Loading ...
Sorry, an error occurred while loading the content.

End of year newsletter: workshop, projects, and readings

Expand Messages
  • John D. Smith
    Greetings from snowbound, deep-frozen Portland, Oregon! (... and apologies for the cross-posting) This “newsletter” began because I wanted to let people
    Message 1 of 1 , Dec 21, 2008
      Greetings from snowbound, deep-frozen Portland, Oregon! (... and apologies
      for the cross-posting) This “newsletter” began because I wanted to let
      people know we’ll be using a different system to deliver the newsletter to
      CPsquare friends in the near future and then I had to include additional
      items around upcoming CPsquare conferences, workshops and related. It’s all

      In a few weeks we start a short online conference
      <http://cpsquare.org/2008/12/waatwaat/> on “Wikis all around the world and
      all the way” (WAATWAAT, for short, so you can see the growing list of
      related resources here <http://delicious.com/tag/waatwaat> ). It starts on
      January 7th and is a case-based inquiry into how communities use wikis and
      how wikis fit into the larger context of community activities and other
      tools. The schedule is still evolving. It’s free to CPsquare members and $75
      for guests.

      CPsquare workshops

      We’re just wrapping up the 2nd offering of the Connected Futures workshop.
      The basic model of readings (from Wenger, White and Smith’s “Digital
      Habitats <http://technologyforcommunities.com/> ” book that’s still
      “forthcoming”), practice using new tools, reflection on one’s own community
      and one’s own experience of using the tools, with case studies and field
      trips thrown in seems to be very effective, though time-intensive. It pushes
      us all out of our comfort zones and makes us appreciate the support we can
      get from (as well as give to) others. We’ll be offering it again in April or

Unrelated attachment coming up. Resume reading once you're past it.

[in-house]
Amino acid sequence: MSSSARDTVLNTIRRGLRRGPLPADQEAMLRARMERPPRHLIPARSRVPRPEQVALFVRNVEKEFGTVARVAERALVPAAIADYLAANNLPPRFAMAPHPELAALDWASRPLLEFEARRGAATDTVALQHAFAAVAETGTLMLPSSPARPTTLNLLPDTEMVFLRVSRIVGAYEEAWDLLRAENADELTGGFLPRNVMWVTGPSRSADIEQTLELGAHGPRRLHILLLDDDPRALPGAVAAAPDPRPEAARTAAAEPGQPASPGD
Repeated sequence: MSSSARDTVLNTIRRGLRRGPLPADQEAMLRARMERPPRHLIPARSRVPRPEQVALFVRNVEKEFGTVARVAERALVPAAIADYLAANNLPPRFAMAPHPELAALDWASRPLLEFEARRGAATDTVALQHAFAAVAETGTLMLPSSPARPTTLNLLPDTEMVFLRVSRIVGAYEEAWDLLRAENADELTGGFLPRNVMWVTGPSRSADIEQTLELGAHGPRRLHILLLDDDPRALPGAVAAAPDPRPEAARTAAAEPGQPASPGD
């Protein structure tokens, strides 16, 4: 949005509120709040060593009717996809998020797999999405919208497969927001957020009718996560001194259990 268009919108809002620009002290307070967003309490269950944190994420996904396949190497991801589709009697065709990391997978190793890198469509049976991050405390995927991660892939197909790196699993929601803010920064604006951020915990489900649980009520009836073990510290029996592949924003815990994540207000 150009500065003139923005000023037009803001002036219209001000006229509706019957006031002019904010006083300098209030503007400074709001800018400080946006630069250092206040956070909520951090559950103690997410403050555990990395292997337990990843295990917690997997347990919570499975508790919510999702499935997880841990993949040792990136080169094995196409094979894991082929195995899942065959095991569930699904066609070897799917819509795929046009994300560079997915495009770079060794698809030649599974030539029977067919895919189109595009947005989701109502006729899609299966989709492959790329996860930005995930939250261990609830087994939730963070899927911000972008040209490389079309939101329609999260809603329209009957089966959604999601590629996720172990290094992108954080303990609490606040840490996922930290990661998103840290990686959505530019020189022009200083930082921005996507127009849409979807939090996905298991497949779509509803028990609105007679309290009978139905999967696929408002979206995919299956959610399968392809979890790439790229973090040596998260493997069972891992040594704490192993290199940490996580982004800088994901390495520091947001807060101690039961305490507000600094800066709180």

May. The workshop description is here <http://cpsquare.org/edu/cp2tech/> .

      The next offering of our “Foundations of Communities of Practice” workshop
      <http://cpsquare.org/edu/foundations/> begins online on January 19, 2009.
      If you know anyone who’d be interested, please steer them toward us.

      It really is all connected

      The WAATWAAT conference is an outgrowth of last year’s Long Live the
      Platform Conference. It incorporates and builds on our practice of going on
      “field trips” that has evolved in the Foundations Workshop. But it also
      reflects the conversations we’re having in this year’s “Shadow
      the Leader” series with wikipedia editor davee evans.

      Last year’s visits with Beth Kantor and the community around the “NPtech”
      tag continues to provoke experimentation and further learning. We’ve found,
      for example, that tagging is a technology that is best introduced early in
      the Connected Futures workshop. Every CPsquare event now has a tag so that
      people outside the community or not attending can see what we find to be
      useful, if they are interested. Here’s a very practical and useful book
      about the design of tagging systems:

      Gene Smith, Tagging: People-Powered Metadata for the Social Web (New
      York: Macmillan Computer Pub, 2007) http://isbn.nu/0321529170

      In connection with the “nptech” tag, have a look at an excellent reflective
      and critical piece about the nptech community, the difference the tag has
      made, and its evolution here
      story-of-nptech/> . And don’t miss this marvelous visualization